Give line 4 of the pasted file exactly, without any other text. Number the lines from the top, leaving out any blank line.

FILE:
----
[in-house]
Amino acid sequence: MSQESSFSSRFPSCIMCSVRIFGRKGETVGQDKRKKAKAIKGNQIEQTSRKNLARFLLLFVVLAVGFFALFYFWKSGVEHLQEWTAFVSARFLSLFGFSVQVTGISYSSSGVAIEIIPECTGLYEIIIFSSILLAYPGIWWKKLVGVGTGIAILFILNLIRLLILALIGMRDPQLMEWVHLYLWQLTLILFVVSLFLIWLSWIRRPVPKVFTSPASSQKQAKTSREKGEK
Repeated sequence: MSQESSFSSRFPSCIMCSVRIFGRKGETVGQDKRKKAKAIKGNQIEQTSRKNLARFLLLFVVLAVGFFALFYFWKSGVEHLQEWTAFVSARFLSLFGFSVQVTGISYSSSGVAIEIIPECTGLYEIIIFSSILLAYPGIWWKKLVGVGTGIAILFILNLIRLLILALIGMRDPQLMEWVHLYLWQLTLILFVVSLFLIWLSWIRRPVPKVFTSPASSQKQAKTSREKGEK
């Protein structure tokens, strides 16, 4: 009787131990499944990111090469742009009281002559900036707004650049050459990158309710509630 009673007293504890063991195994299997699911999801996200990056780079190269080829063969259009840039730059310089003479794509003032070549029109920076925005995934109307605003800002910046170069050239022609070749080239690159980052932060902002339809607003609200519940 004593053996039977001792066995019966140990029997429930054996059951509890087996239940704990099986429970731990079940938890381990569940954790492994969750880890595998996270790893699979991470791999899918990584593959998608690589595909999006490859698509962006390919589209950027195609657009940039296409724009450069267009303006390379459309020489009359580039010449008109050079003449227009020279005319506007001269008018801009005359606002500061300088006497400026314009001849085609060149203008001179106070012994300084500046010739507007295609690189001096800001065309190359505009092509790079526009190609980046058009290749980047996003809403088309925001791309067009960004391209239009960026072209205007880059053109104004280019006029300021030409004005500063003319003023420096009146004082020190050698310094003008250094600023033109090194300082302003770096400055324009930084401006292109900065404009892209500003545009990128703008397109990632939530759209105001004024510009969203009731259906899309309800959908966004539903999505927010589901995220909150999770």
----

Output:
């Protein structure tokens, strides 16, 4: 009787131990499944990111090469742009009281002559900036707004650049050459990158309710509630 009673007293504890063991195994299997699911999801996200990056780079190269080829063969259009840039730059310089003479794509003032070549029109920076925005995934109307605003800002910046170069050239022609070749080239690159980052932060902002339809607003609200519940 004593053996039977001792066995019966140990029997429930054996059951509890087996239940704990099986429970731990079940938890381990569940954790492994969750880890595998996270790893699979991470791999899918990584593959998608690589595909999006490859698509962006390919589209950027195609657009940039296409724009450069267009303006390379459309020489009359580039010449008109050079003449227009020279005319506007001269008018801009005359606002500061300088006497400026314009001849085609060149203008001179106070012994300084500046010739507007295609690189001096800001065309190359505009092509790079526009190609980046058009290749980047996003809403088309925001791309067009960004391209239009960026072209205007880059053109104004280019006029300021030409004005500063003319003023420096009146004082020190050698310094003008250094600023033109090194300082302003770096400055324009930084401006292109900065404009892209500003545009990128703008397109990632939530759209105001004024510009969203009731259906899309309800959908966004539903999505927010589901995220909150999770």